On Media Withdrawal

I spent the better part of last week on a small island in the middle of a lake in Maine. No electricity, no running water, no phone service (cellular or landline) and no contact with the outside world. It took a half hour by boat to reach anything remotely resembling civilization. Under a clear night sky, stargazing unimpeded by lights or air pollution, I thought deeply about what Jeff Einstein has been talking about for several months - media addiction.

My first week away since starting Underscore was at first marred by what Einstein might call symptoms of withdrawal. On Monday, I felt out of touch and disconnected from what was going on at the office. I even took a boat to the mainland and tried to take a conference call in the late morning. Even in the middle of town in this isolated area of Maine, cellular service was iffy at best. I was able to talk for only about five minutes before my signal was interrupted, my phone showed no signal whatsoever, and I couldn't get back on the line.



When my signal went out, I was standing outside a small Internet café. It was run by the local ISP, and charged $10 an hour to connect at "high speed" - throughput was about a tenth of what I was used to with my cable modem in Manhattan. I asked the guy behind the counter how business was. Evidently, it wasn't very good. The ISP's customer base consisted mostly of students at the local community college and very few of the townspeople seemed interested in DSL.

In this tiny place, people are more likely to get their news from the daily newspaper in Bangor, not from news Web sites or blogs. Most purchasing of second-hand goods is done through classified ads in the paper or live auctions, not through eBay. You don't see many Web addresses on local ads or people carrying mobile phones. Perhaps this was a good place to take a vacation...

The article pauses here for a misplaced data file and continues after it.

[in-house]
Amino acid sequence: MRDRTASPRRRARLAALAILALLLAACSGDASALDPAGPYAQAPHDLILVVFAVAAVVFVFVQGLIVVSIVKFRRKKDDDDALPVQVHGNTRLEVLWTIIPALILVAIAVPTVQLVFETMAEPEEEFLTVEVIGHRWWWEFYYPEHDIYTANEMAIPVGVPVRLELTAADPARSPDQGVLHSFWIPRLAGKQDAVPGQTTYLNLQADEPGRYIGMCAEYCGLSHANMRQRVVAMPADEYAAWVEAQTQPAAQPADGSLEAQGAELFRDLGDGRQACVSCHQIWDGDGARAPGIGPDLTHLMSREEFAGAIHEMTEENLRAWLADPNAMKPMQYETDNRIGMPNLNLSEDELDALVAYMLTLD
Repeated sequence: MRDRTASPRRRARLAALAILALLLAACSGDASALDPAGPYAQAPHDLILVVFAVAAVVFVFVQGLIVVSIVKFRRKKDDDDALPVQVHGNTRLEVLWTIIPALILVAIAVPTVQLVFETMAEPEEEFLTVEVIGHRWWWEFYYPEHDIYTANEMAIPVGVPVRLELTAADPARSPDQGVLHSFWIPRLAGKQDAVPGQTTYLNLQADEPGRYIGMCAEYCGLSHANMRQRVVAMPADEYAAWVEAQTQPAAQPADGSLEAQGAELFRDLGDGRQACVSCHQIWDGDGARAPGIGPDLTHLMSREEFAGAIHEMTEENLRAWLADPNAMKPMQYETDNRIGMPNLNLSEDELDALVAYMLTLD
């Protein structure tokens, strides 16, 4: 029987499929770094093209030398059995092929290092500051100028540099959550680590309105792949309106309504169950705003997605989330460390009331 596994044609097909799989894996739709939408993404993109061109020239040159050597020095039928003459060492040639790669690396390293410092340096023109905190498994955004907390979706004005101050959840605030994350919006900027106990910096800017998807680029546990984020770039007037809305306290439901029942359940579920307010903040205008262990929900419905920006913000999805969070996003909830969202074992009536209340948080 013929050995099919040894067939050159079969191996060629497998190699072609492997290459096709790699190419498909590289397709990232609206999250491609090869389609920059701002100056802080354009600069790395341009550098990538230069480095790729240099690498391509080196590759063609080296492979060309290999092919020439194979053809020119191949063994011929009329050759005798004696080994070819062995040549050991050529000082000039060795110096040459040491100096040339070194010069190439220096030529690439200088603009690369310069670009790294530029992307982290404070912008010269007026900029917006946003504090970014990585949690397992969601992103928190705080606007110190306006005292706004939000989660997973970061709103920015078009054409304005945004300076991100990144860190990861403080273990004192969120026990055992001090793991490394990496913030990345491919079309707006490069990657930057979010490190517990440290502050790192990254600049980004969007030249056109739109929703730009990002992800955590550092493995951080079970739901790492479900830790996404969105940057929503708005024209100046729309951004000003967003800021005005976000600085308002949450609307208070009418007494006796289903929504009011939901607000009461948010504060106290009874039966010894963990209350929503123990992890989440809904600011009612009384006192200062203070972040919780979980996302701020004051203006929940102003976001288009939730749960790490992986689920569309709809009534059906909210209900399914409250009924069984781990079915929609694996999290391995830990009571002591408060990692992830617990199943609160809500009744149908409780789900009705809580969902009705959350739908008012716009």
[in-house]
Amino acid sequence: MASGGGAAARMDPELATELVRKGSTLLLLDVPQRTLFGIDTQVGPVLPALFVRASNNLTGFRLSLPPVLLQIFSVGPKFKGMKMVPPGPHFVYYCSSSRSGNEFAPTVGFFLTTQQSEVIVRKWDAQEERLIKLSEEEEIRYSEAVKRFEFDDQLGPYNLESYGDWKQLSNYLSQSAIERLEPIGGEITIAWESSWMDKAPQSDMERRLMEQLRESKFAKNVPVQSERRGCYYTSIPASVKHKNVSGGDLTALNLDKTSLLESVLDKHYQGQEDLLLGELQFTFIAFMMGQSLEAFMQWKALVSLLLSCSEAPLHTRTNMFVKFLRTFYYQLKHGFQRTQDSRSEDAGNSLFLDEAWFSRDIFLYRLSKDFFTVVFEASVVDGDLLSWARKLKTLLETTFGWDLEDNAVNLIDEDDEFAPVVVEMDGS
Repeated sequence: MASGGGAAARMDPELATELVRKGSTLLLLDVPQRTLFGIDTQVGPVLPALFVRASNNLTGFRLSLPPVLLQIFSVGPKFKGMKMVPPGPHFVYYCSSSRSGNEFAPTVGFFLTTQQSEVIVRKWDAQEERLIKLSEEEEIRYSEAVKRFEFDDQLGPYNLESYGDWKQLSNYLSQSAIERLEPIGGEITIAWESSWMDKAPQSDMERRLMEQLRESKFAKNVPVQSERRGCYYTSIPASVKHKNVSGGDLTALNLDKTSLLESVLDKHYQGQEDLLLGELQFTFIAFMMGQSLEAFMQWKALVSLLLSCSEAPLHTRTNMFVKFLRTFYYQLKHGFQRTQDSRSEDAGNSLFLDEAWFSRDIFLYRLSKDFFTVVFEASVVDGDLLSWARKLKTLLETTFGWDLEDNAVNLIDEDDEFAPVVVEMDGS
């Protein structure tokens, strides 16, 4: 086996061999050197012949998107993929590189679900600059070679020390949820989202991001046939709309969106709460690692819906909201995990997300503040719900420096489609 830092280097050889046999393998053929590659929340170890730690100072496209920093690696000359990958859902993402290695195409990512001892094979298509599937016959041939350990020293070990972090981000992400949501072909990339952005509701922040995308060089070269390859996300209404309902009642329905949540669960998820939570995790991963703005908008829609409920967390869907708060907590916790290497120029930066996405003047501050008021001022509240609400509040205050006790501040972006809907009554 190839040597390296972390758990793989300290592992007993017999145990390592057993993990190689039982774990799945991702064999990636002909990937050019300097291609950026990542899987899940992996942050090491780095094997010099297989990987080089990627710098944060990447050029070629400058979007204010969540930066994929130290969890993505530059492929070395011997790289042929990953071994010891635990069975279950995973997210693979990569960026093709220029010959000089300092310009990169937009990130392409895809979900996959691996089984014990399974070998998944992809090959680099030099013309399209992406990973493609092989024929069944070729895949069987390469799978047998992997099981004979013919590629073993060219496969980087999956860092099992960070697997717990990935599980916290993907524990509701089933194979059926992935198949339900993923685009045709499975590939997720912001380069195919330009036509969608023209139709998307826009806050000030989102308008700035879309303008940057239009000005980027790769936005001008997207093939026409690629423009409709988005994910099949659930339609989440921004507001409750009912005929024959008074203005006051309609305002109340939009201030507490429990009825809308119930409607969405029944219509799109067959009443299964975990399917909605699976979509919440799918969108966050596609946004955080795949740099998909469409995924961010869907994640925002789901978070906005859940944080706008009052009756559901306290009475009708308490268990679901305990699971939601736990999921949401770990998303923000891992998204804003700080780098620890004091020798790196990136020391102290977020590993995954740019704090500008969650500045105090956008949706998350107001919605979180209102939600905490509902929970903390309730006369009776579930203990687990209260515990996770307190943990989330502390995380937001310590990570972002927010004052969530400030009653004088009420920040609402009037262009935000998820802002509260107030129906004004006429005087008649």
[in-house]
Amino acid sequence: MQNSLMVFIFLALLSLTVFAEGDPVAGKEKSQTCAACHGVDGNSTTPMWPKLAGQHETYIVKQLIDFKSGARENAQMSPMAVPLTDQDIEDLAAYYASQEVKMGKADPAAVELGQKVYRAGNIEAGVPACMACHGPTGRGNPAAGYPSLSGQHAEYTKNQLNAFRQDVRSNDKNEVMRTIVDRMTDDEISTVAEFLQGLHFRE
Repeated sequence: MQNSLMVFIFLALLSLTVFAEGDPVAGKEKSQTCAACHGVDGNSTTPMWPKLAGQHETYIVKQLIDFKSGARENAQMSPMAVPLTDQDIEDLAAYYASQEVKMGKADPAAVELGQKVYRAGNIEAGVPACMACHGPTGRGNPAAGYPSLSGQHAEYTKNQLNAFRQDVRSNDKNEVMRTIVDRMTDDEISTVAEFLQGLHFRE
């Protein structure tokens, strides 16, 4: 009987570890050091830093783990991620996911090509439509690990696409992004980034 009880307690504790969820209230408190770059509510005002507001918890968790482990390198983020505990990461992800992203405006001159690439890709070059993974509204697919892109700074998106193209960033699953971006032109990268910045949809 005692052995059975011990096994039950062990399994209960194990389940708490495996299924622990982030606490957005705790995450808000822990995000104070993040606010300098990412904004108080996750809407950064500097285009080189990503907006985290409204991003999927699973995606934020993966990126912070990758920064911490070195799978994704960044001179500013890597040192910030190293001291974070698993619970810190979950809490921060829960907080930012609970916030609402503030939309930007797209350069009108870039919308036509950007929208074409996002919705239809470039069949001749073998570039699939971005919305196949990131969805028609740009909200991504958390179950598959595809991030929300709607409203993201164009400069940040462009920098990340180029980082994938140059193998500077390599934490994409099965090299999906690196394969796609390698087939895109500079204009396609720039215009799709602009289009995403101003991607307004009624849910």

After spending two hours at the Internet café in town, I took a boat back to the island where I met up with some friends for a fishing expedition. Two smallmouth bass and a pickerel later, I started to feel a nagging anxiety and checked my mobile phone. No bars, no signal, no reassuring flashing green light. For kicks, I checked to see whether the Web browser worked. No dice.

That nagging anxiety came from a habit of constantly being connected to media in one form or another. Had our boat sprung a leak out there in the middle of the lake and sunk, it's highly unlikely that anyone would have known until we had been missing for a couple of days. The only medium I was enjoying at that time was the spoken word - the banter back and forth between the other guys on the boat about who was going to land the biggest fish of the day.

By Wednesday, the nagging feeling was all but gone. I didn't know what was going on in Iraq or what the latest opinion polls said about the election. I cared less about what Instapundit was posting about the United Nations Oil-for-Food scandal than I cared about what I was going to cook over the fire that night. The mere idea of talking heads barking the news at me in digestible, 20-second chunks seemed almost offensive.

That night, I clambered out onto a flat rock jutting out from the edge of the island and stared at the clear night sky, taking in the stars and taking note of stars I'd never seen before. Just then, a thought occurred to me - one that you hear emanating from the mouths of addicts so often that it has become a cliché: I can stop whenever I want to.

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